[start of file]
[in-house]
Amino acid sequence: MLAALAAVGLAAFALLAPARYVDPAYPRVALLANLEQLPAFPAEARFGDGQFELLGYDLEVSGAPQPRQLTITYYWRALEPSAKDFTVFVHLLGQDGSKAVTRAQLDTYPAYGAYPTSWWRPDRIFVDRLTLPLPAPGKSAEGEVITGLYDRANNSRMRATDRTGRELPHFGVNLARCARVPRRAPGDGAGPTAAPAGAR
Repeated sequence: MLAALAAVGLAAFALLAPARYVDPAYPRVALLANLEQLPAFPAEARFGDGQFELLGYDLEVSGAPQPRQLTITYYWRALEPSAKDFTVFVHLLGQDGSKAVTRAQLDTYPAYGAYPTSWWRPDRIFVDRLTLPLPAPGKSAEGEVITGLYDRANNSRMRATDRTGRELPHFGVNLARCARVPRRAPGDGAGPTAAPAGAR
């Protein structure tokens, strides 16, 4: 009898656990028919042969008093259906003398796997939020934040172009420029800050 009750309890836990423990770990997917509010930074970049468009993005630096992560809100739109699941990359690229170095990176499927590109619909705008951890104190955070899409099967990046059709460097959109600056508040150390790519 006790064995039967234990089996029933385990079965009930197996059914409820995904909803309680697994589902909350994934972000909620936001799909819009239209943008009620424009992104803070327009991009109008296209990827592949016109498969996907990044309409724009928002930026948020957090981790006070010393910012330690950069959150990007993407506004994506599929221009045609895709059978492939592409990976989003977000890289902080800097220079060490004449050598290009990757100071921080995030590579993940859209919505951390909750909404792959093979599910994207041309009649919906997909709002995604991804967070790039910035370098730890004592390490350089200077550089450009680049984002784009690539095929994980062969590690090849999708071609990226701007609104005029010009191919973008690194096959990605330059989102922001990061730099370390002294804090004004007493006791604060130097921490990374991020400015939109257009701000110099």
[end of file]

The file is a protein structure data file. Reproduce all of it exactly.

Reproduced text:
[in-house]
Amino acid sequence: MLAALAAVGLAAFALLAPARYVDPAYPRVALLANLEQLPAFPAEARFGDGQFELLGYDLEVSGAPQPRQLTITYYWRALEPSAKDFTVFVHLLGQDGSKAVTRAQLDTYPAYGAYPTSWWRPDRIFVDRLTLPLPAPGKSAEGEVITGLYDRANNSRMRATDRTGRELPHFGVNLARCARVPRRAPGDGAGPTAAPAGAR
Repeated sequence: MLAALAAVGLAAFALLAPARYVDPAYPRVALLANLEQLPAFPAEARFGDGQFELLGYDLEVSGAPQPRQLTITYYWRALEPSAKDFTVFVHLLGQDGSKAVTRAQLDTYPAYGAYPTSWWRPDRIFVDRLTLPLPAPGKSAEGEVITGLYDRANNSRMRATDRTGRELPHFGVNLARCARVPRRAPGDGAGPTAAPAGAR
């Protein structure tokens, strides 16, 4: 009898656990028919042969008093259906003398796997939020934040172009420029800050 009750309890836990423990770990997917509010930074970049468009993005630096992560809100739109699941990359690229170095990176499927590109619909705008951890104190955070899409099967990046059709460097959109600056508040150390790519 006790064995039967234990089996029933385990079965009930197996059914409820995904909803309680697994589902909350994934972000909620936001799909819009239209943008009620424009992104803070327009991009109008296209990827592949016109498969996907990044309409724009928002930026948020957090981790006070010393910012330690950069959150990007993407506004994506599929221009045609895709059978492939592409990976989003977000890289902080800097220079060490004449050598290009990757100071921080995030590579993940859209919505951390909750909404792959093979599910994207041309009649919906997909709002995604991804967070790039910035370098730890004592390490350089200077550089450009680049984002784009690539095929994980062969590690090849999708071609990226701007609104005029010009191919973008690194096959990605330059989102922001990061730099370390002294804090004004007493006791604060130097921490990374991020400015939109257009701000110099």